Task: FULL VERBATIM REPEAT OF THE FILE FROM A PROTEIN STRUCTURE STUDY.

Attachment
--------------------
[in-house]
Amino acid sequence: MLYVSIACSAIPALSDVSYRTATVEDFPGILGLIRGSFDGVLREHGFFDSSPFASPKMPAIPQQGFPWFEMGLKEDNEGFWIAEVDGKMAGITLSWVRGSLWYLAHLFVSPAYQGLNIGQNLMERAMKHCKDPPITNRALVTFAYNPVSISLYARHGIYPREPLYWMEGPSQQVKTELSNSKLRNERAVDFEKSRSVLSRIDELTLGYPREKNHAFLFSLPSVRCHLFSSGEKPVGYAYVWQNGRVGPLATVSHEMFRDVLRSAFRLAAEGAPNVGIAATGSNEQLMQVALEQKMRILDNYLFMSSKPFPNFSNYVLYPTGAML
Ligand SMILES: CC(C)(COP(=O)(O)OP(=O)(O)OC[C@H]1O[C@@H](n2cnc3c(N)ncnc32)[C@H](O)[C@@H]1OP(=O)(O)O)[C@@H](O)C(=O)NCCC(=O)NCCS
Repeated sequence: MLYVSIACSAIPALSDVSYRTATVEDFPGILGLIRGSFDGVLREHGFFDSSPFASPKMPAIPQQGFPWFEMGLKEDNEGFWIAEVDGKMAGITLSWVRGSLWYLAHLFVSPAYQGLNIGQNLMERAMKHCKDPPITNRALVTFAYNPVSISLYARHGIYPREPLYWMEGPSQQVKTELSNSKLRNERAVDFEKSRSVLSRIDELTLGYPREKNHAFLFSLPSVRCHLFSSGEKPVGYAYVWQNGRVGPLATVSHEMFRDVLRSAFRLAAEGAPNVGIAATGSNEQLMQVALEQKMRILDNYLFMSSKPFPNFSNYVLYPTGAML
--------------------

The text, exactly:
[in-house]
Amino acid sequence: MLYVSIACSAIPALSDVSYRTATVEDFPGILGLIRGSFDGVLREHGFFDSSPFASPKMPAIPQQGFPWFEMGLKEDNEGFWIAEVDGKMAGITLSWVRGSLWYLAHLFVSPAYQGLNIGQNLMERAMKHCKDPPITNRALVTFAYNPVSISLYARHGIYPREPLYWMEGPSQQVKTELSNSKLRNERAVDFEKSRSVLSRIDELTLGYPREKNHAFLFSLPSVRCHLFSSGEKPVGYAYVWQNGRVGPLATVSHEMFRDVLRSAFRLAAEGAPNVGIAATGSNEQLMQVALEQKMRILDNYLFMSSKPFPNFSNYVLYPTGAML
Ligand SMILES: CC(C)(COP(=O)(O)OP(=O)(O)OC[C@H]1O[C@@H](n2cnc3c(N)ncnc32)[C@H](O)[C@@H]1OP(=O)(O)O)[C@@H](O)C(=O)NCCC(=O)NCCS
Repeated sequence: MLYVSIACSAIPALSDVSYRTATVEDFPGILGLIRGSFDGVLREHGFFDSSPFASPKMPAIPQQGFPWFEMGLKEDNEGFWIAEVDGKMAGITLSWVRGSLWYLAHLFVSPAYQGLNIGQNLMERAMKHCKDPPITNRALVTFAYNPVSISLYARHGIYPREPLYWMEGPSQQVKTELSNSKLRNERAVDFEKSRSVLSRIDELTLGYPREKNHAFLFSLPSVRCHLFSSGEKPVGYAYVWQNGRVGPLATVSHEMFRDVLRSAFRLAAEGAPNVGIAATGSNEQLMQVALEQKMRILDNYLFMSSKPFPNFSNYVLYPTGAML